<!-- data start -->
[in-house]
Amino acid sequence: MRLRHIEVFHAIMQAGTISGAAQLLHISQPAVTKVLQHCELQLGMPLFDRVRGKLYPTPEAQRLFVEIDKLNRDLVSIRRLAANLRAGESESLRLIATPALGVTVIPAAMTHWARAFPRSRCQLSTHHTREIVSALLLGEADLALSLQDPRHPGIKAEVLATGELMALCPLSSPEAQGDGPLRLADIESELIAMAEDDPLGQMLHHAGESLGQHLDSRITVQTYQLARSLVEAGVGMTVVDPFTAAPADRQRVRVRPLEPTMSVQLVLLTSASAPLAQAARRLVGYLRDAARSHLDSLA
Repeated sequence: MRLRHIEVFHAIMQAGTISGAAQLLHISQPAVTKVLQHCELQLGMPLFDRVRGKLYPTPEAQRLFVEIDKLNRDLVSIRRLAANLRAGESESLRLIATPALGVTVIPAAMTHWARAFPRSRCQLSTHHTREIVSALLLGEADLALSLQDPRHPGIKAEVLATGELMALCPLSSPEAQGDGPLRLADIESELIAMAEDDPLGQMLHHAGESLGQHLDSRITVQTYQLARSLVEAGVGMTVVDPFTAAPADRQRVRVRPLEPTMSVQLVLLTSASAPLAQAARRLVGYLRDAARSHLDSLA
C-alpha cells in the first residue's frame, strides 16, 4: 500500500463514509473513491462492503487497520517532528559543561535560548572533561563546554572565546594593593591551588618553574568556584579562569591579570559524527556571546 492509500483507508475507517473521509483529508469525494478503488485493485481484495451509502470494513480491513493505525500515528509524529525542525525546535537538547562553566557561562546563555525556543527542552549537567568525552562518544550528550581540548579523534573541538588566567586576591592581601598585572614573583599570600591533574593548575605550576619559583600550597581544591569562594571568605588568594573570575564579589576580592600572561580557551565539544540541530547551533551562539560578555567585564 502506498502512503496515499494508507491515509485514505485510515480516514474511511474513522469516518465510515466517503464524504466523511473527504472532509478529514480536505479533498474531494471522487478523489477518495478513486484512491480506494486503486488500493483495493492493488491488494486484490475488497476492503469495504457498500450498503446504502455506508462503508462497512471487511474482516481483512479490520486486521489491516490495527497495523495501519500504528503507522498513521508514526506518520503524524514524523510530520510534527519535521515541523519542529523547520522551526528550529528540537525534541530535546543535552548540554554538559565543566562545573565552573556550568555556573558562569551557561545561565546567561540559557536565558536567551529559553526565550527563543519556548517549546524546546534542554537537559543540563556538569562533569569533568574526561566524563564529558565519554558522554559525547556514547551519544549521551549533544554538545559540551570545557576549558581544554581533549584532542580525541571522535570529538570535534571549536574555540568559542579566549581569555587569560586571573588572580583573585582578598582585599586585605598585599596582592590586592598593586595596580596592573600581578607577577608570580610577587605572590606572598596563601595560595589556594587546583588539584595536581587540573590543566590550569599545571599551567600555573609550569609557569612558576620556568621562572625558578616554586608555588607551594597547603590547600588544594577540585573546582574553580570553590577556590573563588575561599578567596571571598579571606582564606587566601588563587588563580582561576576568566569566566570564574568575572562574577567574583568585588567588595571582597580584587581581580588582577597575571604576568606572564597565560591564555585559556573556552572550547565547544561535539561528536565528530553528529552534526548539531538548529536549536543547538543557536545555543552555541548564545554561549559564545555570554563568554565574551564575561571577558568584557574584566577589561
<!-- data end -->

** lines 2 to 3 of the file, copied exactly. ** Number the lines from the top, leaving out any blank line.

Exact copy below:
Amino acid sequence: MRLRHIEVFHAIMQAGTISGAAQLLHISQPAVTKVLQHCELQLGMPLFDRVRGKLYPTPEAQRLFVEIDKLNRDLVSIRRLAANLRAGESESLRLIATPALGVTVIPAAMTHWARAFPRSRCQLSTHHTREIVSALLLGEADLALSLQDPRHPGIKAEVLATGELMALCPLSSPEAQGDGPLRLADIESELIAMAEDDPLGQMLHHAGESLGQHLDSRITVQTYQLARSLVEAGVGMTVVDPFTAAPADRQRVRVRPLEPTMSVQLVLLTSASAPLAQAARRLVGYLRDAARSHLDSLA
Repeated sequence: MRLRHIEVFHAIMQAGTISGAAQLLHISQPAVTKVLQHCELQLGMPLFDRVRGKLYPTPEAQRLFVEIDKLNRDLVSIRRLAANLRAGESESLRLIATPALGVTVIPAAMTHWARAFPRSRCQLSTHHTREIVSALLLGEADLALSLQDPRHPGIKAEVLATGELMALCPLSSPEAQGDGPLRLADIESELIAMAEDDPLGQMLHHAGESLGQHLDSRITVQTYQLARSLVEAGVGMTVVDPFTAAPADRQRVRVRPLEPTMSVQLVLLTSASAPLAQAARRLVGYLRDAARSHLDSLA